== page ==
Reliance Industries finds favour among FIIs, but DIIs pare holdings in Q3

Written by fe Bureau | Mumbai | Updated: Jan 14 2014, 07:09am hrs
RILThe rise in the FII holding comes at a time when DIIs marginally reduced their holding from 11.84% in previous quarter to 11.46% pct. Reuters
Reliance Industries (RIL), the second biggest company in terms of market capitalisation, saw foreign institutional investors (FIIs) holding rise to 18.26% in the quarter ended December 31, 2013. In the previous quarter, FII stake in the company stood at 17.69%.

The rise in the FII holding comes at a time when domestic institutional investors (DIIs) marginally reduced their holding from 11.84% in previous quarter to 11.46%. Keeping in line with the DIIs, retail investors have also pared their stake marginally from 10.35% to 10.2%. Overall, the total public shareholding in RIL has come down to 51.18% from 51.27% in previous quarter.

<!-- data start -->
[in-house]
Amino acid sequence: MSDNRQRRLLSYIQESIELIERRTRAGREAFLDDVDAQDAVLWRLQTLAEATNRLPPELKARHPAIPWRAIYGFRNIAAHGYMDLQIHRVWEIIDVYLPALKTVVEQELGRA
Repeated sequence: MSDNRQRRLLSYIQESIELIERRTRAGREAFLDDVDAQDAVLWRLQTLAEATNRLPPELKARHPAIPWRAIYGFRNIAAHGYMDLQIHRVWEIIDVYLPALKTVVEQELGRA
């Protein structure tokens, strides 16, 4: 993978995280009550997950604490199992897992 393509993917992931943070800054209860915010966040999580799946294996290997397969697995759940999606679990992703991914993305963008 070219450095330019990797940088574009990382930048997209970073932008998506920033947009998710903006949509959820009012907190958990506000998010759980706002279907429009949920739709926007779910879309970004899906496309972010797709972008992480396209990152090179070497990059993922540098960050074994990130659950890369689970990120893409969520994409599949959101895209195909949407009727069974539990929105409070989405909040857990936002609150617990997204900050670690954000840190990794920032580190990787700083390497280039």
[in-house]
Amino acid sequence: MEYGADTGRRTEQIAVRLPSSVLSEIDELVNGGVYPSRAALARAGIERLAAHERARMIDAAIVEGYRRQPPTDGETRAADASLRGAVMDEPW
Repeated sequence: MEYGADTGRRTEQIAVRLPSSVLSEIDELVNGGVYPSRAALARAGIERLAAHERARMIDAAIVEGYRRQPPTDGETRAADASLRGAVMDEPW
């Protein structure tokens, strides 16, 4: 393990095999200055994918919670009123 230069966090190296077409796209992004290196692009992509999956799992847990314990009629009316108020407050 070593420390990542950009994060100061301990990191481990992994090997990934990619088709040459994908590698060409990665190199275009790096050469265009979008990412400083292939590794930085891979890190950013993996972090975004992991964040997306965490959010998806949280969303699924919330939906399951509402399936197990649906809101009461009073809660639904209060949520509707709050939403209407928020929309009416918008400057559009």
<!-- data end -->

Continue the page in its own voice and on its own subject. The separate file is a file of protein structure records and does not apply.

Incidentally, the third quarter of the current financial year (FY14) saw foreign institutional investors putting in $6.5 billion in the Indian equity market even as their domestic counterparts sold equities worth $4.7 billion.

Analysts, meanwhile, expect RIL shares to gain further ground in the near future as the Cabinet Committee on Economic Affairs (CCEA) approved higher price for gas produced from RILs KG-D6 basin. We believe the Cabinet decision clearing the uncertainty on pricing of gas produced at KG-D6 is a key positive as this would likely end the political debate around the D6 gas price increase, allowing the market to focus on the companys strong medium-term earnings growth prospects, said Goldman Sachs in a recent research report. The scrip has gained 2.86% since the CCEA took the decision on December 19. Meanwhile, the stock gained 6.64% in 2013.

Brokerages feel the exploration and production (E&P) sector could see increased flow of investments, going ahead. We believe that the E&P sector is poised to revive, and the present action as well as imminent notification of the gas price hike to the firms could convince many fence-sitting investors of incumbent growth, added Macquaire in a recent report.